Monday, April 16, 2012

In the Garden: White Space


After clearing debris and uprooting errant wild grasses in the garden beds, I smoothed a layer of fine mulch between the perennials. As I did, the spaces I created reminded me of the artistic concept of white space. At that moment I didn’t have to understand it completely to know it was powerful. The invitation to relax and take a deep breath felt so natural. It was as though the space were whispering, "Take it easy. All is well with the world."

Reading about the use of white space in art and design, I found a partial description of my experience in that the space allows the eyes to rest and the body to relax. I realized my clear view of the Oriental poppy was a result of the presence of that nothingness: for it provided a place of rest for the object to be appreciated for what it is. Without the white space, I would lay my eyes on a whole garden of wild grasses, weeds, and mixed perennials standing one on top of the other without any demarcation. I would know only a canvas amassed in variations on a theme in green.

Reflecting on the act of creating a momentary retreat of out of nothing, I wondered, “Can I create other momentary retreats? In the litany of my to-do list? In my office? In my thoughts and in my conversations?”

I believe I can and perhaps it’s important that I do. Each time I stop to breathe or to think, I am creating white space in my daily life. When I clear the counter or re-do the overstuffed file, I create the space or room to see clearly what I have in my possession. When I make the effort to listen to others, their thoughts come more clearly into view: I become a better observer, a better listener. When I remind myself in the grocery store line that I am fortunate to have a cart full, I create a pause in the hurry. In that space I find a quiet and still emotional geography in which I am the recipient of a momentary peace.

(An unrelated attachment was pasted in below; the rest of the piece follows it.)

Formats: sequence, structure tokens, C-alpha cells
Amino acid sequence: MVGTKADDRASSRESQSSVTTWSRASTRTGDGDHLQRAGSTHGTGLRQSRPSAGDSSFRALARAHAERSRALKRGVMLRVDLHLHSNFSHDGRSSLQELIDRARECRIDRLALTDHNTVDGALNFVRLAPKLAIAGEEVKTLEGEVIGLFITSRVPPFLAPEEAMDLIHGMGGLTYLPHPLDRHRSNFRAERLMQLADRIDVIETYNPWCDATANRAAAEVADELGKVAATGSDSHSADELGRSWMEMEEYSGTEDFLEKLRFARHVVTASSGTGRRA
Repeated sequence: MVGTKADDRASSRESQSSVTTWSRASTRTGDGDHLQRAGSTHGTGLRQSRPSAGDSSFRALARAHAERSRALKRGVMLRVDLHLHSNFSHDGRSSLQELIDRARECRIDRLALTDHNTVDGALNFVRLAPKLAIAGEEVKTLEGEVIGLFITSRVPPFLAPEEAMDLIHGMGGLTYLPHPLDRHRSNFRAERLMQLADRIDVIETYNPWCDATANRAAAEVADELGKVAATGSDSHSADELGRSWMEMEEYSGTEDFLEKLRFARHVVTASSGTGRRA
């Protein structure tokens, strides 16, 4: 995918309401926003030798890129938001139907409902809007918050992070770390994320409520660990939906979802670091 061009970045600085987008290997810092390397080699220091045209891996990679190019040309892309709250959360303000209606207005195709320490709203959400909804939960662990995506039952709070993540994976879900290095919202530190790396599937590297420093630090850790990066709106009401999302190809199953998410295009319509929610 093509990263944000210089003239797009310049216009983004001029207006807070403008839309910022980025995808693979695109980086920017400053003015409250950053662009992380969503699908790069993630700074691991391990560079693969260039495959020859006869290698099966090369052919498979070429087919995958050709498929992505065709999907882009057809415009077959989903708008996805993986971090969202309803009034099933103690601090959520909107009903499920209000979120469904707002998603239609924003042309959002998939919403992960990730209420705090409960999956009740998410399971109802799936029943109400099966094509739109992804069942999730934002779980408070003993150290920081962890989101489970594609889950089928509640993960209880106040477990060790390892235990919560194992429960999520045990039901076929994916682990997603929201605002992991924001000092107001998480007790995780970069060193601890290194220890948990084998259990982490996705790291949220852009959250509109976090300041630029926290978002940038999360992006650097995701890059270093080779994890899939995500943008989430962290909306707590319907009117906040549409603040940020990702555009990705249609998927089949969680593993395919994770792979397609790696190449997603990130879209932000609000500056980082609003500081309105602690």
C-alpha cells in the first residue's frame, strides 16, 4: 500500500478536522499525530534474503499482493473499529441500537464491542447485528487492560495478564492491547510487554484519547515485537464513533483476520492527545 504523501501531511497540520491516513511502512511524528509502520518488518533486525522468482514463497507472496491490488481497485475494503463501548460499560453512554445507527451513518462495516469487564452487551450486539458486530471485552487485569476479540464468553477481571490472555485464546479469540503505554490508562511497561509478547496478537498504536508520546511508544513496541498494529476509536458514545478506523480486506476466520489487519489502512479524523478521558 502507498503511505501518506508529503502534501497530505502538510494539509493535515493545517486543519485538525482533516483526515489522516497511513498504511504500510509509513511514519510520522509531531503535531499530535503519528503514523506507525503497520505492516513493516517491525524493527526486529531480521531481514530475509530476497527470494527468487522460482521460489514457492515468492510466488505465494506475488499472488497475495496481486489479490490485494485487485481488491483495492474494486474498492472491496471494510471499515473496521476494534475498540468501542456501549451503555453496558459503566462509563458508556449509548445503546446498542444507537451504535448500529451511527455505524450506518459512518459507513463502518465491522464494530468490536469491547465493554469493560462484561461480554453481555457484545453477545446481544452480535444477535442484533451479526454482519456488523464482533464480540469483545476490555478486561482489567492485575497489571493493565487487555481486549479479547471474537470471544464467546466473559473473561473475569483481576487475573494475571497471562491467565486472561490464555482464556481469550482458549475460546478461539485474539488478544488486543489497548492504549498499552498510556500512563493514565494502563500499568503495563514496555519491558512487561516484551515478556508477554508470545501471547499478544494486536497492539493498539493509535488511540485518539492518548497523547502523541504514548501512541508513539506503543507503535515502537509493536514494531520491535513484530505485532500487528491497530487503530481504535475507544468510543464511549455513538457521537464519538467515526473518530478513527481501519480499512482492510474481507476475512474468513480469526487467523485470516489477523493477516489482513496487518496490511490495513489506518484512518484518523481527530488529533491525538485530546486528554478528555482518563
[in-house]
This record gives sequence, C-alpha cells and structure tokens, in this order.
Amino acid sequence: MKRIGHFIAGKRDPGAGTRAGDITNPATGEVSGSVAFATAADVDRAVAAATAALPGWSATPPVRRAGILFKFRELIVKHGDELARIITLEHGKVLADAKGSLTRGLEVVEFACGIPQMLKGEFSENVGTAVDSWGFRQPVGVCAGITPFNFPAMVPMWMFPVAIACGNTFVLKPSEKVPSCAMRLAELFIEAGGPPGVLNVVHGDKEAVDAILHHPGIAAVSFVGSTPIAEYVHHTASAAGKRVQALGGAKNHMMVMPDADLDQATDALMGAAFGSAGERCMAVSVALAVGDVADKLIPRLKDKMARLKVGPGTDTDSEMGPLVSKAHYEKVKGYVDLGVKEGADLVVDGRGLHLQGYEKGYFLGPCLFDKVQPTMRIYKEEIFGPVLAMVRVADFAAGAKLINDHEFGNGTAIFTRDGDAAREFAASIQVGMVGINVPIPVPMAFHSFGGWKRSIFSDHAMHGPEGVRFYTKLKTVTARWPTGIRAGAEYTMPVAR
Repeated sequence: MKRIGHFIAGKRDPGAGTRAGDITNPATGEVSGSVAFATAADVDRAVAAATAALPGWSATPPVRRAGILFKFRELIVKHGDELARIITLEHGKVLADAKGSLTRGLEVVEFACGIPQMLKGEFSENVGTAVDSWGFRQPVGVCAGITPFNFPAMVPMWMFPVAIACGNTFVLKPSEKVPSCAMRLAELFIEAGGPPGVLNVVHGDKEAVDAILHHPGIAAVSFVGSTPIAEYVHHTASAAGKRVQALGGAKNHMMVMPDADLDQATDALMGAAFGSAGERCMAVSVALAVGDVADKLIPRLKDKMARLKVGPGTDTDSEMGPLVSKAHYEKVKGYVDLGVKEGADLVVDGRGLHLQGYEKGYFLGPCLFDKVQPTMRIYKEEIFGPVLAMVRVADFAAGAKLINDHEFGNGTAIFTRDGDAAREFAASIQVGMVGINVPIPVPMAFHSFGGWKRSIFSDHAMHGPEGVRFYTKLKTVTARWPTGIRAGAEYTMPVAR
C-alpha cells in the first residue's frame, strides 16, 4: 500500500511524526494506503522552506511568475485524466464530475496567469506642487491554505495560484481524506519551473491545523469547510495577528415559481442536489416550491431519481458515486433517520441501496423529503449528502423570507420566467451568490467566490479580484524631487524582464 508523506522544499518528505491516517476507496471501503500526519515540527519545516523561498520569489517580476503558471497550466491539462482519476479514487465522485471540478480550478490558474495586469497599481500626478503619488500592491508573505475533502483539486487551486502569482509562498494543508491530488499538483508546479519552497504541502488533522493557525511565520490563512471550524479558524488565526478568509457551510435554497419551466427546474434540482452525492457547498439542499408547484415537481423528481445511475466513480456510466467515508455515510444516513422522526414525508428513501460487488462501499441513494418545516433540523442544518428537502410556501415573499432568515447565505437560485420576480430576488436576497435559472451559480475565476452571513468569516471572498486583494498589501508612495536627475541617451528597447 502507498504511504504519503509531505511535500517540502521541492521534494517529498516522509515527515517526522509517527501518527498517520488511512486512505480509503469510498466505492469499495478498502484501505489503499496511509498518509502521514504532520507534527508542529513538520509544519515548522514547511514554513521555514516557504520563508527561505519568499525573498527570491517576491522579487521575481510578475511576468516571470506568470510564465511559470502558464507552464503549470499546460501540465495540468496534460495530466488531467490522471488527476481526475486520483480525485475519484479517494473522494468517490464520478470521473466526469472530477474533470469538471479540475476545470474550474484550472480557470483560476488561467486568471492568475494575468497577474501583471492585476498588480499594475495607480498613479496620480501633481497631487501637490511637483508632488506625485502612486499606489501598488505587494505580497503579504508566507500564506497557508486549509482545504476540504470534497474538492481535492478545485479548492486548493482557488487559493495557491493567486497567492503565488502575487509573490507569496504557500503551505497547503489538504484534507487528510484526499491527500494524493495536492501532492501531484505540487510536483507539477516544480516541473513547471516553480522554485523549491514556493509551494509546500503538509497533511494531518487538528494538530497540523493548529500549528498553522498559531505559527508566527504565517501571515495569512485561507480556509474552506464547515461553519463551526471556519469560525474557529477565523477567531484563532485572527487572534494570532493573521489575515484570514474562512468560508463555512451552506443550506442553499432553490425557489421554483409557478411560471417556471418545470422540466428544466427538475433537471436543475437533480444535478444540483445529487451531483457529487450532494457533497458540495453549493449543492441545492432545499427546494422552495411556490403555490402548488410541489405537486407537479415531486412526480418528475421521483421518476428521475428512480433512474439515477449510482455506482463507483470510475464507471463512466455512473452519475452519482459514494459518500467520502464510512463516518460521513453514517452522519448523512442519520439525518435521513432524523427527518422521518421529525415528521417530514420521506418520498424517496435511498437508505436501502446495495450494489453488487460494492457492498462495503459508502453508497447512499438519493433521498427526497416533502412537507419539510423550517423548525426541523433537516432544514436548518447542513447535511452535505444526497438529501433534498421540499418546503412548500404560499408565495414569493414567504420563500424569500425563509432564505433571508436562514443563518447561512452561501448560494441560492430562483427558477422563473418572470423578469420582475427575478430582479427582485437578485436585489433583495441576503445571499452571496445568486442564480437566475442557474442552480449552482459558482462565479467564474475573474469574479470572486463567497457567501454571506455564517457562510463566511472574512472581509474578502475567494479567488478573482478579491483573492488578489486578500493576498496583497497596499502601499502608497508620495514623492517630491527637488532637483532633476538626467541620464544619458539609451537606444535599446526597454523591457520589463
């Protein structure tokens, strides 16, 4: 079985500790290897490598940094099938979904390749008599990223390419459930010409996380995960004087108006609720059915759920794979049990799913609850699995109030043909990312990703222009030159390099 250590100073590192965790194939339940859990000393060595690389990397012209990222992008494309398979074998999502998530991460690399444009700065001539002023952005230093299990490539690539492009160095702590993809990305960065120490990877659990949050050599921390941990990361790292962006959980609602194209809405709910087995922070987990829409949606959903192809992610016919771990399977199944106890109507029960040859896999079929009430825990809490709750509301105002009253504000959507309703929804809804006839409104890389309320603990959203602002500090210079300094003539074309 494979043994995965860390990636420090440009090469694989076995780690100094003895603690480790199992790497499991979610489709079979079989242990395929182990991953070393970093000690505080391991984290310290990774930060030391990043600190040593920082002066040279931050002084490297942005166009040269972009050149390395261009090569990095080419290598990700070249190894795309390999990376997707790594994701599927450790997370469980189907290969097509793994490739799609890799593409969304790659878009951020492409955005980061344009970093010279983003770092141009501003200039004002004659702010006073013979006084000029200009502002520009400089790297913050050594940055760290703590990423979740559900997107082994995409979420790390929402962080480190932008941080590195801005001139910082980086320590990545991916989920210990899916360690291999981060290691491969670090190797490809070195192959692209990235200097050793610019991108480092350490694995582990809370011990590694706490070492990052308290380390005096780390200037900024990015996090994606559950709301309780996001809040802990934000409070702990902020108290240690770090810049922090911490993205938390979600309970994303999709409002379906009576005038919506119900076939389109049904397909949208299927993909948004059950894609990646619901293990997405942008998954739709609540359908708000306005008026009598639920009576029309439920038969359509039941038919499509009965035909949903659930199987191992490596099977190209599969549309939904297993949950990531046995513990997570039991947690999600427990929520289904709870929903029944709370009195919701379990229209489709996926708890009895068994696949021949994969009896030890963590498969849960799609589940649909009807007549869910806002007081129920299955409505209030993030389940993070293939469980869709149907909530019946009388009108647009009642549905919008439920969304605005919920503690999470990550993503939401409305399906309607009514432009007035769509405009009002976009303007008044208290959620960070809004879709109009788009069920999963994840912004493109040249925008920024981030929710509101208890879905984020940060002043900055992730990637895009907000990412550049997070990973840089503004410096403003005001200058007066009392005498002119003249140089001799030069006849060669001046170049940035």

It was a lot of hard work to clear out my gardens this year. I’d let the meadow grasses have their way with my perennial beds last summer without fighting back. This year my will was greater. Through the physical labor of pulling and digging weeds and grasses, pushing back overgrown and wild perennials, like an artist, I brushed white space, a rich nothingness into the gardens and rediscovered so much. I also find it a lot of work to simply remember to take a deep breath in the middle of the rush, to finish the list or to interrupt my thoughts long enough to listen to a friend. But it’s through my conscious labor I’m able to place myself next to nothingness, at rest and fully present.

No comments: